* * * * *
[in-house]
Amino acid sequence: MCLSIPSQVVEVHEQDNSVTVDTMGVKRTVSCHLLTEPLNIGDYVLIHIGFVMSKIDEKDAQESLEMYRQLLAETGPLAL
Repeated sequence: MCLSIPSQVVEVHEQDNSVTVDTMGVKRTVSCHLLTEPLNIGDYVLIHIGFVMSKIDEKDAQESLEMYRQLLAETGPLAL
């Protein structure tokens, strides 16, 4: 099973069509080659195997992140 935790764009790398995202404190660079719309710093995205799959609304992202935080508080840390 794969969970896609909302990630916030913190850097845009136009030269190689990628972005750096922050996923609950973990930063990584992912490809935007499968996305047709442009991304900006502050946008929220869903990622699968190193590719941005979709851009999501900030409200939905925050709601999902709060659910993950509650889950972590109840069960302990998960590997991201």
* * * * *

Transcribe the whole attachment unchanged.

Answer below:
[in-house]
Amino acid sequence: MCLSIPSQVVEVHEQDNSVTVDTMGVKRTVSCHLLTEPLNIGDYVLIHIGFVMSKIDEKDAQESLEMYRQLLAETGPLAL
Repeated sequence: MCLSIPSQVVEVHEQDNSVTVDTMGVKRTVSCHLLTEPLNIGDYVLIHIGFVMSKIDEKDAQESLEMYRQLLAETGPLAL
């Protein structure tokens, strides 16, 4: 099973069509080659195997992140 935790764009790398995202404190660079719309710093995205799959609304992202935080508080840390 794969969970896609909302990630916030913190850097845009136009030269190689990628972005750096922050996923609950973990930063990584992912490809935007499968996305047709442009991304900006502050946008929220869903990622699968190193590719941005979709851009999501900030409200939905925050709601999902709060659910993950509650889950972590109840069960302990998960590997991201």